WARNING: Major spoilers for Days Gone.
Days Gone's story is quite thrilling, but its ending twist ruins all the character development that Deacon St. John built up. It's a long path to redemption for Deacon (with six hours of cutscenes), set in the backdrop of the "zombie" apocalypse. Smartly, the setting of Deacon's story provides the opportunity for rich character moments and difficult moralistic choices.
But Sony Bend takes the easy way, opting to never force Deacon to truly grapple with the mistakes that he's made. Instead, he coasts by on his bike past any meaningful change to his self-righteous and obsessed loner attitude. Watching a character grow and become better is part of the reason games like The Last of Us, Red Dead Redemption 2, and Uncharted 4 are so satisfying. Deacon fits in the same archetype of those games' protagonists: gruff survivors with occasional quick wit. Yet when they all face the music, Deacon receives a "get out of jail free" card for his emotional growth.
Deacon begins Days Gone in pursuit of his wife, Sarah. He blames himself for what he believes to be her death, having placed her on a helicopter alone to a government facility. There are plenty of turns in Deacon's search for Sarah. Through doing runs and bounties for survivors, Deacon gets to better know the other people in his vast, bleak world of Days Gone, as well as the sacrifices they had to make. But like Deacon, Days Gone isn't actually interested in these subplots or side characters. People like Rikki and Iron Mike are just fluff, assistants to guide Deacon to his ultimate goal.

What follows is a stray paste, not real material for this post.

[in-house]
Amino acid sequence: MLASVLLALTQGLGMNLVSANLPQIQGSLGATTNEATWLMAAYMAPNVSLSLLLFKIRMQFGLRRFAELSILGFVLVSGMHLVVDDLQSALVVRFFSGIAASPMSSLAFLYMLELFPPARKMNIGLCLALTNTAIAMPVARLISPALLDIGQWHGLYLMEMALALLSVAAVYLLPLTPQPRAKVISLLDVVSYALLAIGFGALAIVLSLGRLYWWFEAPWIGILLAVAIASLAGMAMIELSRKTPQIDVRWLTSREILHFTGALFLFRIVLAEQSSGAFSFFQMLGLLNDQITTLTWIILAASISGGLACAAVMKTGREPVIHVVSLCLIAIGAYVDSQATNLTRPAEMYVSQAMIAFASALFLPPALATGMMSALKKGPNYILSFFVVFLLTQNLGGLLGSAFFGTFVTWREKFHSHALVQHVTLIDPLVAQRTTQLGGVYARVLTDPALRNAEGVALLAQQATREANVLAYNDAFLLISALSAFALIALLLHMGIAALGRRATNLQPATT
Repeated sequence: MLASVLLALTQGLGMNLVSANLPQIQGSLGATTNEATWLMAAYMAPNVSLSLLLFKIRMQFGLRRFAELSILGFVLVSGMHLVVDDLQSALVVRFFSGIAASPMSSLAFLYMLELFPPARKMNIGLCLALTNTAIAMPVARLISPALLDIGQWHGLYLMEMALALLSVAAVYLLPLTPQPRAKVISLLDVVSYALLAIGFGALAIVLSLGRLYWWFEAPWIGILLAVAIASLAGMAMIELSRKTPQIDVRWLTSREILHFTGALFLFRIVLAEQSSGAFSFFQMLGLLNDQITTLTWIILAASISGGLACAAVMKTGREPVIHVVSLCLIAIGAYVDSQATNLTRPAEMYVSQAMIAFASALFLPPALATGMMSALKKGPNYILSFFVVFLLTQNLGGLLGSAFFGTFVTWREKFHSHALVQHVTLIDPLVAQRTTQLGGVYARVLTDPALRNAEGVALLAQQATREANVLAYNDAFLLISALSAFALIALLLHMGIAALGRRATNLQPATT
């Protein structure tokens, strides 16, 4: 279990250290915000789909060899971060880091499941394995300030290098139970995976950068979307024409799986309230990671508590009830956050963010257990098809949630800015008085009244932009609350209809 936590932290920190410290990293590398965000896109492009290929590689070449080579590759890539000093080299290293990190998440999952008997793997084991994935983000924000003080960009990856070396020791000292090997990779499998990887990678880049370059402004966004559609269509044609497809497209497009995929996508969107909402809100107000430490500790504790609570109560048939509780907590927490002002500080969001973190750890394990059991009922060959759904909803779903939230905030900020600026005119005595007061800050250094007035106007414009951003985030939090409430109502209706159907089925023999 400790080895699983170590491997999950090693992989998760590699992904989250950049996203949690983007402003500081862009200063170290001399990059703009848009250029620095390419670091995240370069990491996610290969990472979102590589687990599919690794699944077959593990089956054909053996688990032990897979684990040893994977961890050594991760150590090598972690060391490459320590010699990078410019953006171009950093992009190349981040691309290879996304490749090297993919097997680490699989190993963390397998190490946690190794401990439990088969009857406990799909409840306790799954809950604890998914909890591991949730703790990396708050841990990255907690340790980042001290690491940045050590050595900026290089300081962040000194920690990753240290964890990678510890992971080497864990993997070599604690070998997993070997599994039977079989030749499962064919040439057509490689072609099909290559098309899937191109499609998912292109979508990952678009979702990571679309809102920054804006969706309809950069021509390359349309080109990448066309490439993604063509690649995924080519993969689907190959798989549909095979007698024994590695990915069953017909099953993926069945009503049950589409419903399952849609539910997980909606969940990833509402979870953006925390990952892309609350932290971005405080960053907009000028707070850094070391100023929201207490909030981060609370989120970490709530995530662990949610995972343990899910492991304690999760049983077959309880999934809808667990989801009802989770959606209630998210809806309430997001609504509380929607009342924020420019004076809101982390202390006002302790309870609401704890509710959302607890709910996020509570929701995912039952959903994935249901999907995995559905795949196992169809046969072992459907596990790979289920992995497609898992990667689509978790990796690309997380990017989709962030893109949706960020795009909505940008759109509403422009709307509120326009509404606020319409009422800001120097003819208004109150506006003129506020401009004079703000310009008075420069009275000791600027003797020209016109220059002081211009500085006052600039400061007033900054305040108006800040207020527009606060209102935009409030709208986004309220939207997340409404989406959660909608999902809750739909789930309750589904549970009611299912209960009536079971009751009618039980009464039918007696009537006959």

Days Gone's Ending Twist
In one of Days Gone's many twists, Deacon is revealed to have been correct all along in his obsession: Sarah is still alive. Not only is she still alive, but Deacon finds her without any pomp and circumstance. Their reunion is a strange one; the husband and wife have to hide that they know each other due to the militaristic regime in which they find themselves. It may make sense in context, but it is unpleasant to watch. At this point, Days Gone has spent over 20 hours building to this moment and it just... sort of happens.
While the two later make-up (and get some alone time), this scene still leaves a bad taste in the player's mouth. If Deacon's journey was meant to be cathartic, almost wish-fulfillment, then it seems like a poor choice to make their reunion so lackluster. And if the inverse is true, that Days Gone hopes to reveal that things have changed in two years and Sarah is not the same person that Deacon knew, then the commitment to this idea quickly falls to shreds.
When Deacon finds Sarah after two years of searching, she is working in a militia base on Wizard Island, Oregon. Apparently due to her abrasive attitude and a bit of post-government sexism, she is referred to as the "Wizard Island Witch." We are told that the end of the world (and the supposed loss of her husband) has hardened Sarah, but we never see it. Sure, she can fire a gun now, but she still relies on Deacon to save her numerous times.